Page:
“Half the money I spend on advertising is wasted; the trouble is I don’t know which half.”
This famous quote is attributed to John Wanamaker (1838-1922), the US businessman who is often considered the father of the department store.
We use the slide on the right to explain the impact of our go to market solutions on IT and other high-tech companies, who comprise our primary target market. When seasoned sales and marketing professionals hear that our intervention can improve conversion from 0.1-0.3% to 0.8-1%, they’re excited and want to dig deeper into how we help deliver such 3-5X uplifts in market outreach, geographical presence, sales pipeline, billing rates and ticket sizes.
However, when the uninitiated see the same figures, their reactions are quite different: Some of them ask us why the heck they should waste time pursuing the 99% that’s anyway not going to buy from their companies. Others start wondering if such ‘miniscule’ conversions wouldn’t happen purely by random.
One the face of it, these are genuine concerns. After all, when a company deploys 100 people for three months on a software development project, it expects to get more-or-less 300 person months’ worth of functionality (as measured in function points). However, this argument misses the point that sales and marketing are subject to several external factors and are, therefore, not subject to a straightforward translation of input to output.
You need to comb the entire market before landing the 1% fraction of your customers since this segment is not exactly holding a placard announcing its intention to buy from you.
To see why a total random approach wouldn’t work, we’ll take the top two stages of the sales funnel illustrated above. These are called ‘Suspects’ and ‘Leads’. Suspects are companies to which you’ve reached out via email, telephone or some other channel. After hearing from you, some of those suspects “raise their hands” to show interest in what you offer and, accordingly, become your Leads. The goal of the salesperson or marketer is to reach out to as many suspects as possible and convert as many of them to leads as possible. Unfortunately, her competitors are doing exactly the same, which is what makes things a bit interesting.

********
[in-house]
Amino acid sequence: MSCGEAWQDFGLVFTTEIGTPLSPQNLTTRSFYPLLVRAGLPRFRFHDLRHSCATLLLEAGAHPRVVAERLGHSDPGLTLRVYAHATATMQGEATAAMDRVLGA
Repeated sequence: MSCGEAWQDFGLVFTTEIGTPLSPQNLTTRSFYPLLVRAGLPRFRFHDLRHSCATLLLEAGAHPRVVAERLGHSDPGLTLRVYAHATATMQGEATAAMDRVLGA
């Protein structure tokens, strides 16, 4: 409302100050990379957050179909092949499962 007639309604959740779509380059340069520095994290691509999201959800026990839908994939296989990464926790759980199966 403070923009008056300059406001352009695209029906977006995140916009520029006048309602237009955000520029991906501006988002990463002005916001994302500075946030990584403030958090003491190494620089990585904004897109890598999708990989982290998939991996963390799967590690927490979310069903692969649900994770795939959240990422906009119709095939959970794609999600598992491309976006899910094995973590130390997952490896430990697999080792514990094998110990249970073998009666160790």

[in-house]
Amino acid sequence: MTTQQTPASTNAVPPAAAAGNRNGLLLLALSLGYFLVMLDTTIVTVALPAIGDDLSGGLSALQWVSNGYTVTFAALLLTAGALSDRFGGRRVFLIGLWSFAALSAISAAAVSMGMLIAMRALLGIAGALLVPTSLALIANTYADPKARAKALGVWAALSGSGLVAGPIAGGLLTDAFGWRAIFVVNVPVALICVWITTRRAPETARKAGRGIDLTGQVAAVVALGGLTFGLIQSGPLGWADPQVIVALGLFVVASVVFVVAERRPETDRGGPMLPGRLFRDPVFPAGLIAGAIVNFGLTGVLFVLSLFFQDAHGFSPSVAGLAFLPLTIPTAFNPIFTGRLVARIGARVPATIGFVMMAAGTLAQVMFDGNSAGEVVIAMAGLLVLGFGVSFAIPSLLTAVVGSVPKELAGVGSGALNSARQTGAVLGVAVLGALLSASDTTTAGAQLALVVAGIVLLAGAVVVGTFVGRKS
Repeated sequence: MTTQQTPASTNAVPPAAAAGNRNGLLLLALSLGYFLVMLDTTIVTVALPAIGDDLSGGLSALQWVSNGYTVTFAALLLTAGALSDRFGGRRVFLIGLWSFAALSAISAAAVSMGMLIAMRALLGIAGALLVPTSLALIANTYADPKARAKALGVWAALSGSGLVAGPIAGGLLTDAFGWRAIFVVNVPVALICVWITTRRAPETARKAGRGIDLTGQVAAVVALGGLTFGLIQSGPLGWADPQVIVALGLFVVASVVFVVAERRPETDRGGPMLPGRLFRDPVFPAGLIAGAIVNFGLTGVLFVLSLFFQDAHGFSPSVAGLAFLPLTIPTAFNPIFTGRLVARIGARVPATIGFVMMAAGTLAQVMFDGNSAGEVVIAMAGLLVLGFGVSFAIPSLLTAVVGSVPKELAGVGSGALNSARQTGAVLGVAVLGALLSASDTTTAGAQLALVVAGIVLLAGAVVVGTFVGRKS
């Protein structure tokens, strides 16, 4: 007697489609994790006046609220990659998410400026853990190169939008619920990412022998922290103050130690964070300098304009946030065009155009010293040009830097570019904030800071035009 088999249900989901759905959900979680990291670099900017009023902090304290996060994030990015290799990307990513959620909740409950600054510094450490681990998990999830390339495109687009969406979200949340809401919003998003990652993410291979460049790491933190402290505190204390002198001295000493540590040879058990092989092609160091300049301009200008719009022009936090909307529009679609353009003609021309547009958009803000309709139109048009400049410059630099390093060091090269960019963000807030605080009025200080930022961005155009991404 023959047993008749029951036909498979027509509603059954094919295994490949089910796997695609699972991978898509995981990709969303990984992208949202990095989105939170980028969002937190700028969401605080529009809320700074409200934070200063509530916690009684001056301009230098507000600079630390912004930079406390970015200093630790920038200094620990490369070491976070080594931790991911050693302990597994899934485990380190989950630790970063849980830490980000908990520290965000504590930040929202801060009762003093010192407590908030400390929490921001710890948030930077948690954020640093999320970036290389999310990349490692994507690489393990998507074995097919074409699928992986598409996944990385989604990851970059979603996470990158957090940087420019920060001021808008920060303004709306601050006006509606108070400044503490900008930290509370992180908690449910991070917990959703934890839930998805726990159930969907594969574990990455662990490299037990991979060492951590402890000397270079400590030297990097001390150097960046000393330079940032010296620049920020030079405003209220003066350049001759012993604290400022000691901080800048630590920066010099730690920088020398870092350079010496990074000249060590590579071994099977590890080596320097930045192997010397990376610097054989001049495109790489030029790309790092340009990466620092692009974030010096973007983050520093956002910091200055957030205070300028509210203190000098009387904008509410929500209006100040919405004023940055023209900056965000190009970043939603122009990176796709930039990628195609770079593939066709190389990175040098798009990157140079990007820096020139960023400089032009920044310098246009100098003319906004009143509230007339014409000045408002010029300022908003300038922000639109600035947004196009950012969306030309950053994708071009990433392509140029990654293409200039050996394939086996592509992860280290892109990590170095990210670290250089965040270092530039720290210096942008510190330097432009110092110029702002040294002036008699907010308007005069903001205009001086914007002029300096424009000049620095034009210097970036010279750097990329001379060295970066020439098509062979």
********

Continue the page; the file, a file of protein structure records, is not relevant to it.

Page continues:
To cite an example, a large European bank told us that they were contacted by around 50 IT vendors in a typical week, of which they could spare the time to meet only one. If you’re one among those fifty companies, you know that you can’t secure that much-prized appointment by taking a random approach. Only the vendor that has followed a systematic approach to crafting its message and conveying it using the right type of content would win in this situation.
B2B marketers can take consolation that low conversion rate is not unique to their industry. Some other businesses afflicted with it are
- Drug discovery
- Gold digging
- Ideas to implementation
- VC-funded startups
Just as none of these activities can be done haphazardly, neither can you follow a “spray-and-pray” approach when it comes to marketing. Go to market requires a structured methodology, which, in our case, spans four phases namely, offering, content, campaign and sales support.
At this stage, you might be wondering why you should bother with so much song and dance over advertising and marketing if all you’re going to get out for your efforts is a 1% conversion. You should take comfort from the fact that, when they’re done well, advertising and marketing deliver huge returns. That’s why, despite complaining that only 50% of advertising works, companies and brands have increased their advertising spends by leaps and bounds in the century following Wanamaker’s famous statement. Likewise, in the B2B technology space, when only one company out of the 100 suspects touched by you turns into a customer, the revenue you earn as a result pays back your marketing investment many times over.
Should vendors fear that low conversion will consign them to the fringes of the market and render them insignificant players forever? Not necessarily. If the size of the addressable market is large enough, a well-thought out GTM strategy can deliver fame and fortune without operating anywhere near 100% conversion rate.
To quote an example, the Indian ecommerce company Flipkart attracts a daily traffic of 5.2M page views (Source: FreeWebsite Report). According to this Forbes India article, Flipkart generates around 17,500 sales a day, which translates to a conversion rate of 0.34% (17500/5.2M*100%). Even taking 50K, the higher figure for transactions per day reported by the FORTUNE magazine a few months ago but missing from its online version, the conversion works out to 0.96% (50000/5.2M*100%). Either way, Flipkart’s conversion is less than 1%, but, despite that, it happens to be India’s largest ecommerce company.
To quote another example, M-PESA has become the world’s most successful mobile money service despite having a conversion of ‘only’ 1.08% (2/184*100%) (Source: McKinsey).
Have Flipkart and M-PESA achieved their respective leadership positions by fluke? Certainly not. On the other hand, are we implying that business owners and marketers can’t achieve higher conversion rates? No, we’re not. In fact, as you can see here, we’ve helped several companies achieve manifold increase in conversion of website visitors to leads / deals. Our point is simply that 100% conversion is well nigh impossible in marketing and also that a random approach wouldn’t even yield an apparently low conversion of 1%.